Footprint 31: Open Architecture: Tradition, Possibilities and Shortcomings


The Call for Contributions for Footprint 31 is out now. 

Jorge Mejía and Esin Komez Daglioglu will be the editors of this issue, dedicated to ‘Open Architecture: Tradition, Possibilities, and Shortcomings.’ This issue of Footprint intends to produce and develop knowledge on the ways in which architecture can be open in structural, procedural, performative and/or conceptual terms; and welcomes contributions that critically and creatively study past, present and future open architectures by defining their utility and value (or the lack thereof), explaining the methodological advantages and disadvantages of their use, or justifying alternative conceptualisations for their nature. Proposals for full articles (6000–8000 words) and review articles (2000–4000 words) will be evaluated by the editors in the form of abstracts (max. 1000 words for full articles, max. 500 words for review articles) submitted by 3 May 2021. Authors of selected abstracts will be invited to develop their contributions by 6 September 2021.

Full articles will go through a double-blind peer review process, while review articles will be evaluated by the editors. Footprint 31 will be published in the autumn of 2022.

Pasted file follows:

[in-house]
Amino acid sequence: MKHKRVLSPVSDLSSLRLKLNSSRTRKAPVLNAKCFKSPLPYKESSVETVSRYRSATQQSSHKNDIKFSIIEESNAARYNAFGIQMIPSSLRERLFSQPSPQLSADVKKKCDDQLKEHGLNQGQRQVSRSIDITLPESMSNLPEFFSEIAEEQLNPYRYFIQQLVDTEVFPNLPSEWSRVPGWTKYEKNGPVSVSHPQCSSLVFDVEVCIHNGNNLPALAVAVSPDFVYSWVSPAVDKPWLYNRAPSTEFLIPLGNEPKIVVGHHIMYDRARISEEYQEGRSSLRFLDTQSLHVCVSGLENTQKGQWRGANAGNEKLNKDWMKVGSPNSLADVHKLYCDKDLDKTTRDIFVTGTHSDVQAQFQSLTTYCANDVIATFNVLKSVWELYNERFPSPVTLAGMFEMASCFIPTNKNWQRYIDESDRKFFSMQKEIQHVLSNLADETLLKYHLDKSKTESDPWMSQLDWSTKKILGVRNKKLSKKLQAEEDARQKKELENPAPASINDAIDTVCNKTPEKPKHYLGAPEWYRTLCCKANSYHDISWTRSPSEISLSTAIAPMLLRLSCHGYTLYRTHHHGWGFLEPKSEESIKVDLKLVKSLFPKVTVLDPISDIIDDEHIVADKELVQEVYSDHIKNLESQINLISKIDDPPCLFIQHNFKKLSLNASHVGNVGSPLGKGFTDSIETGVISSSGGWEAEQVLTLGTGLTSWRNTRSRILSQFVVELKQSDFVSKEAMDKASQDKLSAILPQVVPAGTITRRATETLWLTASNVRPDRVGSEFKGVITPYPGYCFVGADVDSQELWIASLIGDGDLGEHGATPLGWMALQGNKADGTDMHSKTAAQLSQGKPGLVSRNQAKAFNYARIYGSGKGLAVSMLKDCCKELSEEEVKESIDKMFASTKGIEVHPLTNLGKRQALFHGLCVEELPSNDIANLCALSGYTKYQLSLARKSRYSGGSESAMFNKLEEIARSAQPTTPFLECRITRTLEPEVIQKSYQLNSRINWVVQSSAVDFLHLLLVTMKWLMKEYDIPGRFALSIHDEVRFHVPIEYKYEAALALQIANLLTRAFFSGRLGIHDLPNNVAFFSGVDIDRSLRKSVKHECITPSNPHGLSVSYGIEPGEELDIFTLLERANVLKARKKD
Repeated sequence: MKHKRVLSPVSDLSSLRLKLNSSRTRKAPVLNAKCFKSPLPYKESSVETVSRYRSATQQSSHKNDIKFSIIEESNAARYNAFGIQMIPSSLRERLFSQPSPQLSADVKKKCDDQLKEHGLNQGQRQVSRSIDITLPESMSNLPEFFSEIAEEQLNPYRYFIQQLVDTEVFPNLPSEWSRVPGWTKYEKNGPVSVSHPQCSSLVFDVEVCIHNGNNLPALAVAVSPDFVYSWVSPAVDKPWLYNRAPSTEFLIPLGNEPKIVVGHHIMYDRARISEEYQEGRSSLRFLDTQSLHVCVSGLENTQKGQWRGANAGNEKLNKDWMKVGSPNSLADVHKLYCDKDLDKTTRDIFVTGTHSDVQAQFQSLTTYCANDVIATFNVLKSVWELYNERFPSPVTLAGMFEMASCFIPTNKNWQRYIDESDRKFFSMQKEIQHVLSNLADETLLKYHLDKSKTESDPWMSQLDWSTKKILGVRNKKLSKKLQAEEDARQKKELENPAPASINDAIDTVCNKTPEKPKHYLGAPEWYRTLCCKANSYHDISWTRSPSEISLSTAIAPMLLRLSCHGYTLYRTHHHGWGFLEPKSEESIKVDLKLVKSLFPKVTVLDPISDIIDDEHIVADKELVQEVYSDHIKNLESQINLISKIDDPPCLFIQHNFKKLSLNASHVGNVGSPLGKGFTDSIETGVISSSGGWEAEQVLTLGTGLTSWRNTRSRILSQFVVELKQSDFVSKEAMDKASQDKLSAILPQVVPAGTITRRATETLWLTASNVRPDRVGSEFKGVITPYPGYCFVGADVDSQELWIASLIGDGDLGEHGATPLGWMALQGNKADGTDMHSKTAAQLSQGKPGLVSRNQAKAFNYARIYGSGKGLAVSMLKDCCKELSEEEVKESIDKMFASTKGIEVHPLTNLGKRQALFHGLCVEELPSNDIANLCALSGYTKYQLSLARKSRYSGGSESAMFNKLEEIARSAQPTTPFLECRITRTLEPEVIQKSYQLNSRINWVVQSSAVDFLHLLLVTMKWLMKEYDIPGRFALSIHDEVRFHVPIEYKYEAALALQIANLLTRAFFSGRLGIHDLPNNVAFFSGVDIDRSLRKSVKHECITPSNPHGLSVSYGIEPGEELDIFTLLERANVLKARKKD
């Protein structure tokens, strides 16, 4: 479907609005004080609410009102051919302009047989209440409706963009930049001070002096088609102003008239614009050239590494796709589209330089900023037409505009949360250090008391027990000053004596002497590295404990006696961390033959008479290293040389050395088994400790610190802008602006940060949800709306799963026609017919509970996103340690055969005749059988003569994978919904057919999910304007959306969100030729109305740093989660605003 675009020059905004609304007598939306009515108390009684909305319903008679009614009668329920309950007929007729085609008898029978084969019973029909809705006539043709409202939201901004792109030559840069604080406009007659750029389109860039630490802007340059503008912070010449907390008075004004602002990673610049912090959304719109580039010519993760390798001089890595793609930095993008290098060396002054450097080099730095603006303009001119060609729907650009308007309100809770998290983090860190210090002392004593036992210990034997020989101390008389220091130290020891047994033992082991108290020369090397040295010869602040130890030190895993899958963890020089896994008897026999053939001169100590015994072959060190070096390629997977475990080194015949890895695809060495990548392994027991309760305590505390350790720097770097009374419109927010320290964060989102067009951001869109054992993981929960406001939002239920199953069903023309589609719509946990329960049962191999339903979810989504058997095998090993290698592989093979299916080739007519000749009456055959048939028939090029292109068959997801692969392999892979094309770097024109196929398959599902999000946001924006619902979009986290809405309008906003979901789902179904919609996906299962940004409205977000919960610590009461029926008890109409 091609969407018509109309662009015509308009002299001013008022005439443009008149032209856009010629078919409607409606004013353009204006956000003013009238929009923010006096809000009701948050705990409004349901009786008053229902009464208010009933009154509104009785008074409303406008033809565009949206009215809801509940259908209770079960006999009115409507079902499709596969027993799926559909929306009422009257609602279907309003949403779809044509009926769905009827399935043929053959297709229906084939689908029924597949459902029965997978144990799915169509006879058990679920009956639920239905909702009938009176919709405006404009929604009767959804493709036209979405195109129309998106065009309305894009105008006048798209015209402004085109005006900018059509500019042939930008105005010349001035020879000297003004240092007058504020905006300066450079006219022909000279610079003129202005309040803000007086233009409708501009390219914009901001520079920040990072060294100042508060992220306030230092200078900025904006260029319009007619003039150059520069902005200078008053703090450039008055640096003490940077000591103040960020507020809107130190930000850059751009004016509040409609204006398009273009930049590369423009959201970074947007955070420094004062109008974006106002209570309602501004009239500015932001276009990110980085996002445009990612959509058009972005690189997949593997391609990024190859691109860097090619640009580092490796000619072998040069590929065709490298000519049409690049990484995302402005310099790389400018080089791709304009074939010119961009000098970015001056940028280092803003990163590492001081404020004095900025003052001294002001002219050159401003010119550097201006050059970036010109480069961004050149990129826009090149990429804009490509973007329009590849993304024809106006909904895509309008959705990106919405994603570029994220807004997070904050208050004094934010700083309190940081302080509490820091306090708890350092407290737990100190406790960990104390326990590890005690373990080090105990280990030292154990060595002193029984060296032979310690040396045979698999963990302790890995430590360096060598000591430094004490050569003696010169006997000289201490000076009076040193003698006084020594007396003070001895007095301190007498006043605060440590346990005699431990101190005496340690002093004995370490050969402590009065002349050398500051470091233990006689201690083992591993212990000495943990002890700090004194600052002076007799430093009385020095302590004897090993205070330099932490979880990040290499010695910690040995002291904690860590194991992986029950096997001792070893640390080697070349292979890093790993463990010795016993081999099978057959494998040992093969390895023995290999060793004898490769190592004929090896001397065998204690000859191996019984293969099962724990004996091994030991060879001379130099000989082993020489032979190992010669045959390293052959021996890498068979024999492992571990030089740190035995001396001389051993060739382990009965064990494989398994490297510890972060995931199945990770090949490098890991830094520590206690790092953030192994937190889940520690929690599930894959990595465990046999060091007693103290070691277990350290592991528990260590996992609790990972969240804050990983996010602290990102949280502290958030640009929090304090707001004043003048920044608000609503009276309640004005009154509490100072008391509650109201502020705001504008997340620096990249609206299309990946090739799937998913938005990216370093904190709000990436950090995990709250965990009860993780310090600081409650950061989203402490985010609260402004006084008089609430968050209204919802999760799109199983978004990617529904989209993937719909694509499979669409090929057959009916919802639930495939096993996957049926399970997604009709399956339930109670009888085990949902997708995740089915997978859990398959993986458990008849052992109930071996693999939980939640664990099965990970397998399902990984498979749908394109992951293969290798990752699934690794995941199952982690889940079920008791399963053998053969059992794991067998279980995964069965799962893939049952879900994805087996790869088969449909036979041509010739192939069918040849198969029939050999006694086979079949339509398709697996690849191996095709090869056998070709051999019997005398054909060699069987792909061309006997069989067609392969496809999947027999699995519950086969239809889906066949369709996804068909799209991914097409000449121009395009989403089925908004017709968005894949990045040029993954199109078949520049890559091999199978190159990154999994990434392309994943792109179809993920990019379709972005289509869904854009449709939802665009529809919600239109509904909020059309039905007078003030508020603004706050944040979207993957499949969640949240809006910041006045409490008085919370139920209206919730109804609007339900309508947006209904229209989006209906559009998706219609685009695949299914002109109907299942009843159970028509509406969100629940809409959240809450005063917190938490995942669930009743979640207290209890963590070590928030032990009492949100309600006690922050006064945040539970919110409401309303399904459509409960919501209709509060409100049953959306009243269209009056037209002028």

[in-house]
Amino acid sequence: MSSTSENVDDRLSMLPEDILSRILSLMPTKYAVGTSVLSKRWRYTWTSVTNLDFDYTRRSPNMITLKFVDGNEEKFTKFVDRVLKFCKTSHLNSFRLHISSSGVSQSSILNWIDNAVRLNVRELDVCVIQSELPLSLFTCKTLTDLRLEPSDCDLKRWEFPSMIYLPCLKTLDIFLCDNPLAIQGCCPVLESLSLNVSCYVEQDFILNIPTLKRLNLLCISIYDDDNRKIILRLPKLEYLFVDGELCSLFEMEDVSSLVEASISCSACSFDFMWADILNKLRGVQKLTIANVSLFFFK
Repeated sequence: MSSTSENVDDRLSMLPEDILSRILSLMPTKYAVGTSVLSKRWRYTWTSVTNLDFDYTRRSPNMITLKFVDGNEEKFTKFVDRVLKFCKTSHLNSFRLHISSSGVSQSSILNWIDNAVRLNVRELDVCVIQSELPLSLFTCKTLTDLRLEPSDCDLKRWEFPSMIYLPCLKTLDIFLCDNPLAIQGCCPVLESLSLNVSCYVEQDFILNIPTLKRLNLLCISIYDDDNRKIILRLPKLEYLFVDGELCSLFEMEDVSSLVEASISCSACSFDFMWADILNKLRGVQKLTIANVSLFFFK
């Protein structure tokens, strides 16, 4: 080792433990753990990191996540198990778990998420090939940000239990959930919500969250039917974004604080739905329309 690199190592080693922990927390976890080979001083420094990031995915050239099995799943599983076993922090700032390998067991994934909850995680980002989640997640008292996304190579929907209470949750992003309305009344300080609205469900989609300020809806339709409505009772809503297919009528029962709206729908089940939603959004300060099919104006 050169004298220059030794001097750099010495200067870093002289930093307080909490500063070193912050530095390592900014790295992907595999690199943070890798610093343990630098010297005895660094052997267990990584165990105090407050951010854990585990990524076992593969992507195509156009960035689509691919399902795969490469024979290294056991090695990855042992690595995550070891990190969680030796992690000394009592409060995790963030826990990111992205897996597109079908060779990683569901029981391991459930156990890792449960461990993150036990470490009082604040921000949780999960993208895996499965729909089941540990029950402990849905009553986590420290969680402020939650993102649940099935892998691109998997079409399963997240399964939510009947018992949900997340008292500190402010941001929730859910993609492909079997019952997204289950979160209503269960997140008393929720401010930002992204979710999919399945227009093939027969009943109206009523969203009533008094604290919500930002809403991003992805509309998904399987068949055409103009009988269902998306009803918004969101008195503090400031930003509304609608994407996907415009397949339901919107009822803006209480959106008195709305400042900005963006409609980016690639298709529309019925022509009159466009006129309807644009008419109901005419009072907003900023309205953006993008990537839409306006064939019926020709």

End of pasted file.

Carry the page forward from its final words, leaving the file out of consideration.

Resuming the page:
Read more about Footprint 31: Open Architecture: Tradition, Possibilities and Shortcomings

Current Issue

Vol. 14 No. 2 (2020): Issue # 27 | Autumn / Winter 2020 | Conflict Mediations
					View Vol. 14 No. 2 (2020): Issue # 27 | Autumn / Winter 2020 | Conflict Mediations

Various forms of violence and conflict continue to shape our habitats. What historically has been straightforward and even obvious two-way dependency, in recent years took more subtle and covert form due to sophisticated technological advancements in the fields of media, surveillance and armament. Recognising the detrimental effects of these new developments on the way we experience, conceptualise and build our environments, Footprint #27 proposes artistic reflections, cross-media inquiry and counter-tactics as new powerful tools to rethink the complex relationship between conflict, space and mediation. On one hand, the aim of this issue is to deepen and expand theoretical considerations that substantiate investigations of spatial conflicts by making them truly interdisciplinary. On the other, it seeks to empower architects and artists in their pursuit of exposing, critiquing and fighting spatial violence by reclaiming/unlocking the enormous potential of media tools.

Published: 2021-02-23

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